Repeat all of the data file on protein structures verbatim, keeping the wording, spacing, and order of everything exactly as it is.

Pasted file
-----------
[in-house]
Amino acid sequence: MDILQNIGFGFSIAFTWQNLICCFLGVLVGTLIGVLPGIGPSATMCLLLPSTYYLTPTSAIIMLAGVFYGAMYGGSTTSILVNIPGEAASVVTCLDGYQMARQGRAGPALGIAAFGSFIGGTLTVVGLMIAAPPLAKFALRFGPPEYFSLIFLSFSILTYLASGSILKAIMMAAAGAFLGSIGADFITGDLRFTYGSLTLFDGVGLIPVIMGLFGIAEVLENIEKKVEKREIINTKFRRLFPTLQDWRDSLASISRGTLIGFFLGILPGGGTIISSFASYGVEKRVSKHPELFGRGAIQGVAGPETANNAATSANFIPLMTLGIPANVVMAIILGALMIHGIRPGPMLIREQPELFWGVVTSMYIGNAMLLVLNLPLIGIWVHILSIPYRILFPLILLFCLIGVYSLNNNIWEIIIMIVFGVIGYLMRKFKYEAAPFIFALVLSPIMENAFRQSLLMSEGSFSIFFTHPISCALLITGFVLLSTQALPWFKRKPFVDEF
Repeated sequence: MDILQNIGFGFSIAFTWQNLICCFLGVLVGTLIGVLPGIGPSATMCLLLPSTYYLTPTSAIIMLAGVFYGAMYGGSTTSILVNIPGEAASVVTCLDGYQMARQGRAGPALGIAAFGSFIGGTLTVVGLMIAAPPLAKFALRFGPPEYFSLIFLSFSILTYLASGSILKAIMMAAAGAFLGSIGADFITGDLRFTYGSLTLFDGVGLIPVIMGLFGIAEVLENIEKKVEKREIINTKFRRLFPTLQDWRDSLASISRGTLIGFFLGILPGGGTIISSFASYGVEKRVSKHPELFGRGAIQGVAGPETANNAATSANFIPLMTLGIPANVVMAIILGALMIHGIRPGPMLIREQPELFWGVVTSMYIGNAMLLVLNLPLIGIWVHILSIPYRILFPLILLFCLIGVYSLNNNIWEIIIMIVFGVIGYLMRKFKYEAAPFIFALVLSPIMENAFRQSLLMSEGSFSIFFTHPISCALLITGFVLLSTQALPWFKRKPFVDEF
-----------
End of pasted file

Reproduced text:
[in-house]
Amino acid sequence: MDILQNIGFGFSIAFTWQNLICCFLGVLVGTLIGVLPGIGPSATMCLLLPSTYYLTPTSAIIMLAGVFYGAMYGGSTTSILVNIPGEAASVVTCLDGYQMARQGRAGPALGIAAFGSFIGGTLTVVGLMIAAPPLAKFALRFGPPEYFSLIFLSFSILTYLASGSILKAIMMAAAGAFLGSIGADFITGDLRFTYGSLTLFDGVGLIPVIMGLFGIAEVLENIEKKVEKREIINTKFRRLFPTLQDWRDSLASISRGTLIGFFLGILPGGGTIISSFASYGVEKRVSKHPELFGRGAIQGVAGPETANNAATSANFIPLMTLGIPANVVMAIILGALMIHGIRPGPMLIREQPELFWGVVTSMYIGNAMLLVLNLPLIGIWVHILSIPYRILFPLILLFCLIGVYSLNNNIWEIIIMIVFGVIGYLMRKFKYEAAPFIFALVLSPIMENAFRQSLLMSEGSFSIFFTHPISCALLITGFVLLSTQALPWFKRKPFVDEF
Repeated sequence: MDILQNIGFGFSIAFTWQNLICCFLGVLVGTLIGVLPGIGPSATMCLLLPSTYYLTPTSAIIMLAGVFYGAMYGGSTTSILVNIPGEAASVVTCLDGYQMARQGRAGPALGIAAFGSFIGGTLTVVGLMIAAPPLAKFALRFGPPEYFSLIFLSFSILTYLASGSILKAIMMAAAGAFLGSIGADFITGDLRFTYGSLTLFDGVGLIPVIMGLFGIAEVLENIEKKVEKREIINTKFRRLFPTLQDWRDSLASISRGTLIGFFLGILPGGGTIISSFASYGVEKRVSKHPELFGRGAIQGVAGPETANNAATSANFIPLMTLGIPANVVMAIILGALMIHGIRPGPMLIREQPELFWGVVTSMYIGNAMLLVLNLPLIGIWVHILSIPYRILFPLILLFCLIGVYSLNNNIWEIIIMIVFGVIGYLMRKFKYEAAPFIFALVLSPIMENAFRQSLLMSEGSFSIFFTHPISCALLITGFVLLSTQALPWFKRKPFVDEF